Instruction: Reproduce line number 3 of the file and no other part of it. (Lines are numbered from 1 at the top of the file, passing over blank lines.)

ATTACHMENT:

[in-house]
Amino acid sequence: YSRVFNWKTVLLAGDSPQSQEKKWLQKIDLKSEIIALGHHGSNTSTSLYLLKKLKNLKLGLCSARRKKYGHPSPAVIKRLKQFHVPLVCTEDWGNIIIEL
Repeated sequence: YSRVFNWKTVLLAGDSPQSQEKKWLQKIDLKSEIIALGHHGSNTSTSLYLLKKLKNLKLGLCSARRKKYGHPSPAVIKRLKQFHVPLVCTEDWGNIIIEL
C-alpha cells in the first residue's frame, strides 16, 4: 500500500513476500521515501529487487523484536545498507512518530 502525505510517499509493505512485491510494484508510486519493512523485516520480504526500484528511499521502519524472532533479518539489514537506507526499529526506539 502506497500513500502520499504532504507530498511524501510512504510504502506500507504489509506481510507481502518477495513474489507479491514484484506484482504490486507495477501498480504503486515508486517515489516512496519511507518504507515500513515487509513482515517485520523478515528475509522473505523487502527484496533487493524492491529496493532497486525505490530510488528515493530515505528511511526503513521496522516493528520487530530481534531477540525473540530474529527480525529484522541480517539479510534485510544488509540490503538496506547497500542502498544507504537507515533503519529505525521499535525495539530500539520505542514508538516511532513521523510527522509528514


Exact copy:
Repeated sequence: YSRVFNWKTVLLAGDSPQSQEKKWLQKIDLKSEIIALGHHGSNTSTSLYLLKKLKNLKLGLCSARRKKYGHPSPAVIKRLKQFHVPLVCTEDWGNIIIEL